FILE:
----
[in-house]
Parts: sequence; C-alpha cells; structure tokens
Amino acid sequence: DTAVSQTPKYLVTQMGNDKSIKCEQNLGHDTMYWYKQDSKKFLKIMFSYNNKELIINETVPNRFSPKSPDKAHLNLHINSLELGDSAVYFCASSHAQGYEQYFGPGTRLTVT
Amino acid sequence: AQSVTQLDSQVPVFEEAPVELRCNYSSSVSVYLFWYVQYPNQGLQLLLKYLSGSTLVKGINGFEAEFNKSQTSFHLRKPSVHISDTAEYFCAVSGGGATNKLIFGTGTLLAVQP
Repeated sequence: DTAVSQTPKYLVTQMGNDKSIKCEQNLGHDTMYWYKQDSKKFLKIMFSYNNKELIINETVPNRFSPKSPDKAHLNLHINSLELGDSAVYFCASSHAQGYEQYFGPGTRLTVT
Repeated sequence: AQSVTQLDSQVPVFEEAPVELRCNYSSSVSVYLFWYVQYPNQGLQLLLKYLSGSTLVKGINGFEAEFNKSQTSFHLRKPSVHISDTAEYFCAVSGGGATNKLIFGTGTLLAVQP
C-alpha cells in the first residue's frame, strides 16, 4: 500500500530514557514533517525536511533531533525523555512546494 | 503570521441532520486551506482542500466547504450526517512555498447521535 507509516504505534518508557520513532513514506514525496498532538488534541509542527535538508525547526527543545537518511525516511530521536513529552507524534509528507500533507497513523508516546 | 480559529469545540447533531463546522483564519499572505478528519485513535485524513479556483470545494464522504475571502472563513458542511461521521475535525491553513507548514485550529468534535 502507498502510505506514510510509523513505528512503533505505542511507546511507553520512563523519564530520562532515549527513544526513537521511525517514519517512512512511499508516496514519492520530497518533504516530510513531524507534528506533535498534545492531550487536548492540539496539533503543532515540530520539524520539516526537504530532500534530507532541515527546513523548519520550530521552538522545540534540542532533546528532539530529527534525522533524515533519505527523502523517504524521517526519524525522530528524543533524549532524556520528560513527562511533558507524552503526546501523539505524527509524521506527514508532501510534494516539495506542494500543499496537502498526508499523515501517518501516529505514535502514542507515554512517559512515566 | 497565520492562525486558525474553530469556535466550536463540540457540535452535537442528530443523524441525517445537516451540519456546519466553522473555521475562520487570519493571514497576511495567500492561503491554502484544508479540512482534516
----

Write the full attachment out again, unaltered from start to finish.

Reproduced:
[in-house]
Parts: sequence; C-alpha cells; structure tokens
Amino acid sequence: DTAVSQTPKYLVTQMGNDKSIKCEQNLGHDTMYWYKQDSKKFLKIMFSYNNKELIINETVPNRFSPKSPDKAHLNLHINSLELGDSAVYFCASSHAQGYEQYFGPGTRLTVT
Amino acid sequence: AQSVTQLDSQVPVFEEAPVELRCNYSSSVSVYLFWYVQYPNQGLQLLLKYLSGSTLVKGINGFEAEFNKSQTSFHLRKPSVHISDTAEYFCAVSGGGATNKLIFGTGTLLAVQP
Repeated sequence: DTAVSQTPKYLVTQMGNDKSIKCEQNLGHDTMYWYKQDSKKFLKIMFSYNNKELIINETVPNRFSPKSPDKAHLNLHINSLELGDSAVYFCASSHAQGYEQYFGPGTRLTVT
Repeated sequence: AQSVTQLDSQVPVFEEAPVELRCNYSSSVSVYLFWYVQYPNQGLQLLLKYLSGSTLVKGINGFEAEFNKSQTSFHLRKPSVHISDTAEYFCAVSGGGATNKLIFGTGTLLAVQP
C-alpha cells in the first residue's frame, strides 16, 4: 500500500530514557514533517525536511533531533525523555512546494 | 503570521441532520486551506482542500466547504450526517512555498447521535 507509516504505534518508557520513532513514506514525496498532538488534541509542527535538508525547526527543545537518511525516511530521536513529552507524534509528507500533507497513523508516546 | 480559529469545540447533531463546522483564519499572505478528519485513535485524513479556483470545494464522504475571502472563513458542511461521521475535525491553513507548514485550529468534535 502507498502510505506514510510509523513505528512503533505505542511507546511507553520512563523519564530520562532515549527513544526513537521511525517514519517512512512511499508516496514519492520530497518533504516530510513531524507534528506533535498534545492531550487536548492540539496539533503543532515540530520539524520539516526537504530532500534530507532541515527546513523548519520550530521552538522545540534540542532533546528532539530529527534525522533524515533519505527523502523517504524521517526519524525522530528524543533524549532524556520528560513527562511533558507524552503526546501523539505524527509524521506527514508532501510534494516539495506542494500543499496537502498526508499523515501517518501516529505514535502514542507515554512517559512515566 | 497565520492562525486558525474553530469556535466550536463540540457540535452535537442528530443523524441525517445537516451540519456546519466553522473555521475562520487570519493571514497576511495567500492561503491554502484544508479540512482534516